The experience of being left out is not unique to anybody. At one stage or another most of us have felt what it’s like to be left out. To imagine such instances stemming at a workplace for any reason at all is irksome, but to learn that an individual’s personal life forms the basis of the bias is extremely disheartening. Pride Circle is an initiative that aims to tackle one such issue head-on. Started by Ramakrishna Sinha and Srini Ramaswamy, Pride Circle aims to bring diverse stakeholders under one roof for an open conversation. Today, Pride Circles are held across the globe. 2019 May’s Bengaluru edition was hosted by SAP Labs India.
Shraddhanjali Rao, Head HR, SAP India, welcomed the gathering and kick-started the open conversation by sharing an anecdote from her own life. Daughter of a conscientious Indian Army Officer, Shraddha is the youngest among her 5 sisters. While generally well-behaved, Shraddha was rather bratty with her mother one evening. She was creating havoc for her mother, who was trying to tie a ponytail for her. Exasperated by Shraddha’s antics, her father cut her hair to half its length. This action led to Shraddha becoming the only girl with a bob cut in her entire school. Though initially hesitant, Shraddha grew fond of her new hairstyle. Yet, whenever she met her friends and family she endured and begrudgingly agreed with their comments – “You’re so beautiful! if only your hair were a little longer”. She shared how this pseudo-reality impacted her and emphasized how someone from the community must feel to live in projected reality. Shraddha also highlighted the role of an ally. She spoke about the wonderful feeling of having someone speak for you in a room. Shraddha sees allies as the bridge between the LGBTQIA+ community and the society at large. She finally left everybody with one thought – “Can we let everybody be who they are? Imagine How amazing that would be!”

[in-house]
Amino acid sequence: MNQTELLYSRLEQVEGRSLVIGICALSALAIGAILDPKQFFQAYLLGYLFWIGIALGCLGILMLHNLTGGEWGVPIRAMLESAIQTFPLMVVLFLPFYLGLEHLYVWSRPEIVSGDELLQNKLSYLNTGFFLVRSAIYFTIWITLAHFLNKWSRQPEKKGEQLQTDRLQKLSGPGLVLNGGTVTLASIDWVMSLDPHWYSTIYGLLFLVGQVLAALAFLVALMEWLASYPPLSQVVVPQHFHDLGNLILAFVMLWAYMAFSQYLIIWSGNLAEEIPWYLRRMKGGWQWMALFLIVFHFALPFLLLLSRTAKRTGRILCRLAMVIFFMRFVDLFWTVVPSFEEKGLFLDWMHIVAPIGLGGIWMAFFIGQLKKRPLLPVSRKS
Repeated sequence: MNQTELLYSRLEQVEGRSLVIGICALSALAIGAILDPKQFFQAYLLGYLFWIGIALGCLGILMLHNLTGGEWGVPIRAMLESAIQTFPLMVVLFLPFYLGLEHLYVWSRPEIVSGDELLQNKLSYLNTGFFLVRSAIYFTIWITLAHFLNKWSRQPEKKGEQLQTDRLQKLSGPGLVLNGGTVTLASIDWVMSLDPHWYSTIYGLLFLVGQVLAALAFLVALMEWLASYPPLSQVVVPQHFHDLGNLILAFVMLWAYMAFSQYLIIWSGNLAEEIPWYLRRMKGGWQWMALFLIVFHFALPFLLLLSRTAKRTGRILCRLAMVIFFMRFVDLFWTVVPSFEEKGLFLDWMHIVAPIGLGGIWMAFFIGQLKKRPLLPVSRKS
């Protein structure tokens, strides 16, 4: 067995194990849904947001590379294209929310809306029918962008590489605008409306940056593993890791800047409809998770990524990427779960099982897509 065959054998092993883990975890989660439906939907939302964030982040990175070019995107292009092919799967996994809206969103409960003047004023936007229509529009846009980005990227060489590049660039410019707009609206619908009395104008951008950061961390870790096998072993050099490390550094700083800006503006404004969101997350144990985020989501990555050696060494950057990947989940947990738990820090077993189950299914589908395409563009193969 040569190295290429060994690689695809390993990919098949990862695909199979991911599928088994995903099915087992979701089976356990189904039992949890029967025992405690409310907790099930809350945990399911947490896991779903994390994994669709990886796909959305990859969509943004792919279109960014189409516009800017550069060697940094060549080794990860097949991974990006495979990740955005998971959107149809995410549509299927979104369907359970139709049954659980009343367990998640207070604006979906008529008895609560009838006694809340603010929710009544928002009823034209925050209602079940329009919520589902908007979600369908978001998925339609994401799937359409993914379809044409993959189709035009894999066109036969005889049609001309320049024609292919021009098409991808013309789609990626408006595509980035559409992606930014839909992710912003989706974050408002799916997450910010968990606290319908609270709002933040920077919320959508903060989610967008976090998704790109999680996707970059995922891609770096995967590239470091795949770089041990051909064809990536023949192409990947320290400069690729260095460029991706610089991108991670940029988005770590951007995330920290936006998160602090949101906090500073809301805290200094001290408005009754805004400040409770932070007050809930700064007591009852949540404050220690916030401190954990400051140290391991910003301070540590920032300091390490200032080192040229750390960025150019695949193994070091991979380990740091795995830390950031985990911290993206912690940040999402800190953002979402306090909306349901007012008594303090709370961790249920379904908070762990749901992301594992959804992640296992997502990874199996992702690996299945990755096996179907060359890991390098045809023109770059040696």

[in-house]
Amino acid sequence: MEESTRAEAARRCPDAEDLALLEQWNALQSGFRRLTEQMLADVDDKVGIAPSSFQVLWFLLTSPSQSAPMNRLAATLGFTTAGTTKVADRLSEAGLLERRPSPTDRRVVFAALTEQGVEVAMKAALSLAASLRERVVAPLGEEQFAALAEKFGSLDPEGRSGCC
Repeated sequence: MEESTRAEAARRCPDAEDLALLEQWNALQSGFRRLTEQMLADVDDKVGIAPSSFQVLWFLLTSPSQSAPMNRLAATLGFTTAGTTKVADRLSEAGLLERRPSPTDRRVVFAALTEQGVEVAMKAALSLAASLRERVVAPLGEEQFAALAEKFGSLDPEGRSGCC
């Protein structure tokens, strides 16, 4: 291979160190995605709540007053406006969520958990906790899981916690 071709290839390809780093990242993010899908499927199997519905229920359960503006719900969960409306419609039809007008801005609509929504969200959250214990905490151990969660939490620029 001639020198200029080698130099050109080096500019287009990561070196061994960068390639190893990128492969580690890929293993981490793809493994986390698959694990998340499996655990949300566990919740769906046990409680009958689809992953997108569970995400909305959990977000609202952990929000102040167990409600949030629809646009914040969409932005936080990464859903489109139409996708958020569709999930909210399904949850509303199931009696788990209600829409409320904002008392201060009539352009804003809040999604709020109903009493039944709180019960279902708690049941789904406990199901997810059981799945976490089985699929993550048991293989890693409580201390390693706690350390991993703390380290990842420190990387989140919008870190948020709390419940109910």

Sahana Shetty, HR Leader – Technology, ANZ, shared the efforts put in by her team at ANZ to support the community. Working in the banking sector, Sahana explained how Diversity & Inclusion is a tenet and a core principle. Determined by this belief, the team set out to work and formed a steering committee with members coming from various lines of business. The committee contemplated on the approach to be taken – “Should we first hire people from the community or should we fix our internal policies?”. Driven by a genuine desire to build an inclusive culture, they decided to do both. They identified that to get the ball rolling and get substantial work done at the ground level there was a need for “do-ers”, not thinkers. Each individual from the steering committee took up a task and drove it passionately. They divided the committee into two – one section to work on the internal policies and systems and the other to work on hiring people from the community. The recruitment team set a target to recruit a specific number of people from the community. The team aimed to meet the target without comprising on the requisite skills for the job. They hired 6 people from the community out of which 5 were from the transgender community. Understanding the pain of furnishing government attested documents, the recruitment team also played the role of an interface, ensuring that the new hires feel safe and protected. Internally, the steering team sensitized the team onboarding the new hires. Additionally, they sensitized the members from the facility in their native language to ensure that all bases were effectively covered. The team also worked on internal policies such as same-gender partner medical coverage and housing assistance. Sahana and her team have also accounted for the aspirations of the new hires from the community, i.e., the team hasn’t hired people just to preach a message, but to bring in people with a fresh perspective and support them in their career goals. The two takeaways she wanted the participants to hold on to were – Make inclusion a part of our DNA; The drive from a recruitment team yields extremely positive results. Sahana was joined by her two colleagues, Tasneem Nagaria and Shagun Ganapathy, from the steering committee to answer the questions raised by the members in the crowd.